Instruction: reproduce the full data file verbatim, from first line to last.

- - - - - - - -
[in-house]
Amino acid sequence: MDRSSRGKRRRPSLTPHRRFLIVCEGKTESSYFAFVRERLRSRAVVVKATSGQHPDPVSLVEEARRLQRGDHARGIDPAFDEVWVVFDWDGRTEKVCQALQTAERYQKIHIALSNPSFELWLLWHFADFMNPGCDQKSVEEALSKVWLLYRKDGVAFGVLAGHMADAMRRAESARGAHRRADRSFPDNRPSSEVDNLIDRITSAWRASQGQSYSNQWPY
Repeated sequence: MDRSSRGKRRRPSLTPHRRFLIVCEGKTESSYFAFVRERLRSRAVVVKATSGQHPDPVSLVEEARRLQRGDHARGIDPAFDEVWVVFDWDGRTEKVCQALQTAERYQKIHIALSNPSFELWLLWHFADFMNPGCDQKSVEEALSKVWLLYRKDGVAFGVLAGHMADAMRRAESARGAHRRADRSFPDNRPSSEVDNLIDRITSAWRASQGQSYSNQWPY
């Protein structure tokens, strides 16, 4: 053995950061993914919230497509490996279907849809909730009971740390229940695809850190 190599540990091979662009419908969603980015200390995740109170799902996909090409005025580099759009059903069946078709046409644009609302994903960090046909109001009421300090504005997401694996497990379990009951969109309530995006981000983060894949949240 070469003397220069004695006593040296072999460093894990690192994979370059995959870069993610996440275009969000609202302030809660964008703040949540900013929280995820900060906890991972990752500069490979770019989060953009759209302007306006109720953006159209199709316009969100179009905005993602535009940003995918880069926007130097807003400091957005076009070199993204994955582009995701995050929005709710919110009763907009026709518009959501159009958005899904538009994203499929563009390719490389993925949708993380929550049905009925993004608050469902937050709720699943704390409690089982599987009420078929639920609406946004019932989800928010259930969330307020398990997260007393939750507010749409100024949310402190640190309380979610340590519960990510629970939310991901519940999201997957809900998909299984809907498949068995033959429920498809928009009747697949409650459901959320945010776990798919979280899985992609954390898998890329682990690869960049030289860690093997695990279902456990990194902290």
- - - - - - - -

[in-house]
Amino acid sequence: MDRSSRGKRRRPSLTPHRRFLIVCEGKTESSYFAFVRERLRSRAVVVKATSGQHPDPVSLVEEARRLQRGDHARGIDPAFDEVWVVFDWDGRTEKVCQALQTAERYQKIHIALSNPSFELWLLWHFADFMNPGCDQKSVEEALSKVWLLYRKDGVAFGVLAGHMADAMRRAESARGAHRRADRSFPDNRPSSEVDNLIDRITSAWRASQGQSYSNQWPY
Repeated sequence: MDRSSRGKRRRPSLTPHRRFLIVCEGKTESSYFAFVRERLRSRAVVVKATSGQHPDPVSLVEEARRLQRGDHARGIDPAFDEVWVVFDWDGRTEKVCQALQTAERYQKIHIALSNPSFELWLLWHFADFMNPGCDQKSVEEALSKVWLLYRKDGVAFGVLAGHMADAMRRAESARGAHRRADRSFPDNRPSSEVDNLIDRITSAWRASQGQSYSNQWPY
């Protein structure tokens, strides 16, 4: 053995950061993914919230497509490996279907849809909730009971740390229940695809850190 190599540990091979662009419908969603980015200390995740109170799902996909090409005025580099759009059903069946078709046409644009609302994903960090046909109001009421300090504005997401694996497990379990009951969109309530995006981000983060894949949240 070469003397220069004695006593040296072999460093894990690192994979370059995959870069993610996440275009969000609202302030809660964008703040949540900013929280995820900060906890991972990752500069490979770019989060953009759209302007306006109720953006159209199709316009969100179009905005993602535009940003995918880069926007130097807003400091957005076009070199993204994955582009995701995050929005709710919110009763907009026709518009959501159009958005899904538009994203499929563009390719490389993925949708993380929550049905009925993004608050469902937050709720699943704390409690089982599987009420078929639920609406946004019932989800928010259930969330307020398990997260007393939750507010749409100024949310402190640190309380979610340590519960990510629970939310991901519940999201997957809900998909299984809907498949068995033959429920498809928009009747697949409650459901959320945010776990798919979280899985992609954390898998890329682990690869960049030289860690093997695990279902456990990194902290």